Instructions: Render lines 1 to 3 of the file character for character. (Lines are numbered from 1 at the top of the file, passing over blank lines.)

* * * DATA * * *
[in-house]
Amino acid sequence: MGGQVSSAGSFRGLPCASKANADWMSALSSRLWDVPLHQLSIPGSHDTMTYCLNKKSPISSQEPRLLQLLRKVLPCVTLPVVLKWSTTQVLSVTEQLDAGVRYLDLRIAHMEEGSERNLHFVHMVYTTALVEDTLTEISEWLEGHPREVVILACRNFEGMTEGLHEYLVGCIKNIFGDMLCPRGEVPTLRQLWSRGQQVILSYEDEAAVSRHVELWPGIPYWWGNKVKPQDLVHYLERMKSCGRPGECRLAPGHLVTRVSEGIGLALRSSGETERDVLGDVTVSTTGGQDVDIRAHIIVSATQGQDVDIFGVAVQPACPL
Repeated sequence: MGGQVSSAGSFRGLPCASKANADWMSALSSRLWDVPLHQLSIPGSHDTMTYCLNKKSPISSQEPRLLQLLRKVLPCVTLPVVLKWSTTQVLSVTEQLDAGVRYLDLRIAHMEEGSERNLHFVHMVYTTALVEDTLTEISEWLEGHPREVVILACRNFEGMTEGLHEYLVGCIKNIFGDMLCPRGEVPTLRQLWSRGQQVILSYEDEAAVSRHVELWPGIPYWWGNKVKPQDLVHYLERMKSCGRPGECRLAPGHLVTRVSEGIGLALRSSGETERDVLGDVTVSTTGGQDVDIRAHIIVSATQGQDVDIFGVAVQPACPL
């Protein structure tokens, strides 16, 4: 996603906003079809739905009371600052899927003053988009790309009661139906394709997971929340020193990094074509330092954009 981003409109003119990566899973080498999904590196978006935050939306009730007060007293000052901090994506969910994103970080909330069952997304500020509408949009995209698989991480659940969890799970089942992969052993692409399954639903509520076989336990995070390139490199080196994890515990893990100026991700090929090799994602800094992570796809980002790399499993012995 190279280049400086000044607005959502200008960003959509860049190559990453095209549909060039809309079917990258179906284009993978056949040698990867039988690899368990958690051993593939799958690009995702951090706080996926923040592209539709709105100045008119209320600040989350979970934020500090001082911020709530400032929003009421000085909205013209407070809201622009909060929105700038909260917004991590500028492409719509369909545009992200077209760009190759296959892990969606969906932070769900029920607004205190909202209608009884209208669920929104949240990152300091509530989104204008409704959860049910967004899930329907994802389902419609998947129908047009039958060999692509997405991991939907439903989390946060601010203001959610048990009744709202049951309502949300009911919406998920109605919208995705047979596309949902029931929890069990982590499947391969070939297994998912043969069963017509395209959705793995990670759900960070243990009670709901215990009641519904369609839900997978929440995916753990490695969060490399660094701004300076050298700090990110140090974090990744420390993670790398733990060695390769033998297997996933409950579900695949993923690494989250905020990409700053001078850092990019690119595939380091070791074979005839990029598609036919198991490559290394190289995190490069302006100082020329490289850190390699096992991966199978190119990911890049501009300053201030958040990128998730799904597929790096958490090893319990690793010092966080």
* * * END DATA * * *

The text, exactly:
[in-house]
Amino acid sequence: MGGQVSSAGSFRGLPCASKANADWMSALSSRLWDVPLHQLSIPGSHDTMTYCLNKKSPISSQEPRLLQLLRKVLPCVTLPVVLKWSTTQVLSVTEQLDAGVRYLDLRIAHMEEGSERNLHFVHMVYTTALVEDTLTEISEWLEGHPREVVILACRNFEGMTEGLHEYLVGCIKNIFGDMLCPRGEVPTLRQLWSRGQQVILSYEDEAAVSRHVELWPGIPYWWGNKVKPQDLVHYLERMKSCGRPGECRLAPGHLVTRVSEGIGLALRSSGETERDVLGDVTVSTTGGQDVDIRAHIIVSATQGQDVDIFGVAVQPACPL
Repeated sequence: MGGQVSSAGSFRGLPCASKANADWMSALSSRLWDVPLHQLSIPGSHDTMTYCLNKKSPISSQEPRLLQLLRKVLPCVTLPVVLKWSTTQVLSVTEQLDAGVRYLDLRIAHMEEGSERNLHFVHMVYTTALVEDTLTEISEWLEGHPREVVILACRNFEGMTEGLHEYLVGCIKNIFGDMLCPRGEVPTLRQLWSRGQQVILSYEDEAAVSRHVELWPGIPYWWGNKVKPQDLVHYLERMKSCGRPGECRLAPGHLVTRVSEGIGLALRSSGETERDVLGDVTVSTTGGQDVDIRAHIIVSATQGQDVDIFGVAVQPACPL